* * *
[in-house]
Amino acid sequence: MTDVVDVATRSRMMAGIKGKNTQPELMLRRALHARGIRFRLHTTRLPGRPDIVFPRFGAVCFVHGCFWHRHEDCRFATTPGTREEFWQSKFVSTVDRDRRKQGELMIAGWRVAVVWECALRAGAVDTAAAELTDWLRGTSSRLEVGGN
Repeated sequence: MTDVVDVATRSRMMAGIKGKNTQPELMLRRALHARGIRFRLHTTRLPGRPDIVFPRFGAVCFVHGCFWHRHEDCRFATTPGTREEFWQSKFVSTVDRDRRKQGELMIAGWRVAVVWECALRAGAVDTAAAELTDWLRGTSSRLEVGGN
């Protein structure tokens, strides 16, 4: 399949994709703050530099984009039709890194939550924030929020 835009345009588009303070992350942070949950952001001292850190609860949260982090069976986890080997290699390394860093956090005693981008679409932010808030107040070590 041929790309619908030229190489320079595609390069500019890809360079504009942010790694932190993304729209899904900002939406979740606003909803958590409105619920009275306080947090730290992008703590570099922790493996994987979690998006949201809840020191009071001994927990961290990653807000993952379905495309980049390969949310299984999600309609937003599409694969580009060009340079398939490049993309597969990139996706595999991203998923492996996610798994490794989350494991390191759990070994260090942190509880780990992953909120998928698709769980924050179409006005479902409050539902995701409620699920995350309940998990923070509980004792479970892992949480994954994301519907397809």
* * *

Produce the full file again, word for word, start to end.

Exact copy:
[in-house]
Amino acid sequence: MTDVVDVATRSRMMAGIKGKNTQPELMLRRALHARGIRFRLHTTRLPGRPDIVFPRFGAVCFVHGCFWHRHEDCRFATTPGTREEFWQSKFVSTVDRDRRKQGELMIAGWRVAVVWECALRAGAVDTAAAELTDWLRGTSSRLEVGGN
Repeated sequence: MTDVVDVATRSRMMAGIKGKNTQPELMLRRALHARGIRFRLHTTRLPGRPDIVFPRFGAVCFVHGCFWHRHEDCRFATTPGTREEFWQSKFVSTVDRDRRKQGELMIAGWRVAVVWECALRAGAVDTAAAELTDWLRGTSSRLEVGGN
């Protein structure tokens, strides 16, 4: 399949994709703050530099984009039709890194939550924030929020 835009345009588009303070992350942070949950952001001292850190609860949260982090069976986890080997290699390394860093956090005693981008679409932010808030107040070590 041929790309619908030229190489320079595609390069500019890809360079504009942010790694932190993304729209899904900002939406979740606003909803958590409105619920009275306080947090730290992008703590570099922790493996994987979690998006949201809840020191009071001994927990961290990653807000993952379905495309980049390969949310299984999600309609937003599409694969580009060009340079398939490049993309597969990139996706595999991203998923492996996610798994490794989350494991390191759990070994260090942190509880780990992953909120998928698709769980924050179409006005479902409050539902995701409620699920995350309940998990923070509980004792479970892992949480994954994301519907397809």